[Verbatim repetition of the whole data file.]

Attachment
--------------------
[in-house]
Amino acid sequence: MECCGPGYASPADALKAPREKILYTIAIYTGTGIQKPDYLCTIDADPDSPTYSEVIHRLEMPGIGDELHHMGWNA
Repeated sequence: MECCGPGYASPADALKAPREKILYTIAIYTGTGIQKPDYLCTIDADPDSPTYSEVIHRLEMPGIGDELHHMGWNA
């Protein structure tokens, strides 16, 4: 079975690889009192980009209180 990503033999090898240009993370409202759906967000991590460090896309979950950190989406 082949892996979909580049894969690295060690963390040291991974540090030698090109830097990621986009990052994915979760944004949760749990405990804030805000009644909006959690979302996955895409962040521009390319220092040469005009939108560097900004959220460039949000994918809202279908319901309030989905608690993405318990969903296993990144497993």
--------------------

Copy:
[in-house]
Amino acid sequence: MECCGPGYASPADALKAPREKILYTIAIYTGTGIQKPDYLCTIDADPDSPTYSEVIHRLEMPGIGDELHHMGWNA
Repeated sequence: MECCGPGYASPADALKAPREKILYTIAIYTGTGIQKPDYLCTIDADPDSPTYSEVIHRLEMPGIGDELHHMGWNA
């Protein structure tokens, strides 16, 4: 079975690889009192980009209180 990503033999090898240009993370409202759906967000991590460090896309979950950190989406 082949892996979909580049894969690295060690963390040291991974540090030698090109830097990621986009990052994915979760944004949760749990405990804030805000009644909006959690979302996955895409962040521009390319220092040469005009939108560097900004959220460039949000994918809202279908319901309030989905608690993405318990969903296993990144497993």